While some services are protected by constitutional or federal mandates, a government shutdown would still hurt people in communities across our state in more ways than you can imagine. Washington children would lose early learning and child care services they count on to help them come to school ready to learn, and school districts may struggle to pay their bills and prepare for the coming school year.
The impact on school districts will vary widely from district to district. Districts without large fund balances may struggle to pay the bills if the state’s July apportionment is delayed. The lack of a state budget will make it more difficult for all districts to determine their own budgets for the coming year.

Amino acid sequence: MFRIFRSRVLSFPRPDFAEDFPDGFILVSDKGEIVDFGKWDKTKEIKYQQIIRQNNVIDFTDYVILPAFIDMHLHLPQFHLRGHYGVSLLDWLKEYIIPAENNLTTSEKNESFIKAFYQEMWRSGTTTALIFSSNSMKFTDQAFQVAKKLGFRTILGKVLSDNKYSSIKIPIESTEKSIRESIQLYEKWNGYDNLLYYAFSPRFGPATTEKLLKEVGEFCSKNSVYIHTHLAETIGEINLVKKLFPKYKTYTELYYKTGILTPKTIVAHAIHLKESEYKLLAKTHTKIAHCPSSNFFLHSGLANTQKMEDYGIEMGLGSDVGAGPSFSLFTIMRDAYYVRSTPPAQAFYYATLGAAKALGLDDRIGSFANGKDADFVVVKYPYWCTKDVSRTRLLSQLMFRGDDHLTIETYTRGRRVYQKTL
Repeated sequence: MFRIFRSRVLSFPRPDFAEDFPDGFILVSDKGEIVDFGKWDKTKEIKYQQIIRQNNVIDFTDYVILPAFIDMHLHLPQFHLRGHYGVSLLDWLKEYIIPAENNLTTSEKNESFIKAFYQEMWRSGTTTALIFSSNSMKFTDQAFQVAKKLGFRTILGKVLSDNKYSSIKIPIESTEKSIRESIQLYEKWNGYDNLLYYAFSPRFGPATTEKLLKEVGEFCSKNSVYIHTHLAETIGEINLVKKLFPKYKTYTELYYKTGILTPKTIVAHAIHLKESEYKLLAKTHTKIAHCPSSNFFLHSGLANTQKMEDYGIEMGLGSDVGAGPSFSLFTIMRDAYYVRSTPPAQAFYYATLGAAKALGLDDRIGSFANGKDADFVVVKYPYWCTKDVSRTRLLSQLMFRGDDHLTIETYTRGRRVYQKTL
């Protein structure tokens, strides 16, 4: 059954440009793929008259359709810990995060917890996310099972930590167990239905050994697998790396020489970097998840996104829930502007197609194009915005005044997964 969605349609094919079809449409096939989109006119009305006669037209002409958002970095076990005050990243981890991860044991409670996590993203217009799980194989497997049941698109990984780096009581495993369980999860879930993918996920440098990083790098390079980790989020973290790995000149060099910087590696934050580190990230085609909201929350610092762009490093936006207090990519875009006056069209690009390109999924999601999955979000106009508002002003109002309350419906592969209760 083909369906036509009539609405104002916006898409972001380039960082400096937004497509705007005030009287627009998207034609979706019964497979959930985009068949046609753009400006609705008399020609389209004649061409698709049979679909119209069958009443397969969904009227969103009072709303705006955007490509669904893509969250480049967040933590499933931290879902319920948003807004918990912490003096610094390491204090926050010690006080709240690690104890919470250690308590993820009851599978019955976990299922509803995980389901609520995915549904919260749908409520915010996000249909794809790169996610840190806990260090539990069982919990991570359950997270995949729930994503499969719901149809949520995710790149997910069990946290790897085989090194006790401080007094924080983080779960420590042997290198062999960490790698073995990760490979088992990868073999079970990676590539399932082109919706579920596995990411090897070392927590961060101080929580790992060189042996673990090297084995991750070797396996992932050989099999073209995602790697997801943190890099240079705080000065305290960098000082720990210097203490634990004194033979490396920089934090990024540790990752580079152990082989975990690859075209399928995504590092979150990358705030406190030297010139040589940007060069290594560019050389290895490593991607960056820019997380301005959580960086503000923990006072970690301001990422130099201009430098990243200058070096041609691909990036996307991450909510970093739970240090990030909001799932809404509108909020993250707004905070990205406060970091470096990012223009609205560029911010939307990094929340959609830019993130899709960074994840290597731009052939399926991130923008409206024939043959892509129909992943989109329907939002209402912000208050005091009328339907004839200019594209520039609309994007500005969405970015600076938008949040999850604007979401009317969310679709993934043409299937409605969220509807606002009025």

This will make it harder for school districts to hire new teachers, order new technology, make decisions on new curriculum, finalize staff development programs, secure special education programs, or negotiate with unions. Schools currently under construction will not receive state reimbursements, potentially delaying or suspending construction.
The Dept. of Early Learning will suspend most services, including the Working Connections Child Care Program, which will significantly impact the nearly 30,000 families who rely on WCCC to help pay for child care so that parents can work, search for a job, or complete job readiness activities.
This will affect the child care providers who serve these families. Statewide, there will be only two employees to respond to complaints and emergencies in licensed child care facilities. A third employee will be on-call. The licensing and inspection of child care facilities will be suspended.
Democrats are committed to avoiding a state government shutdown by passing a responsible compromise budget before July 1, but we can’t do it alone. We call on Republicans to join us in the middle to protect Washington children and families from an unnecessary and harmful shutdown.
— Sen. Andy Billig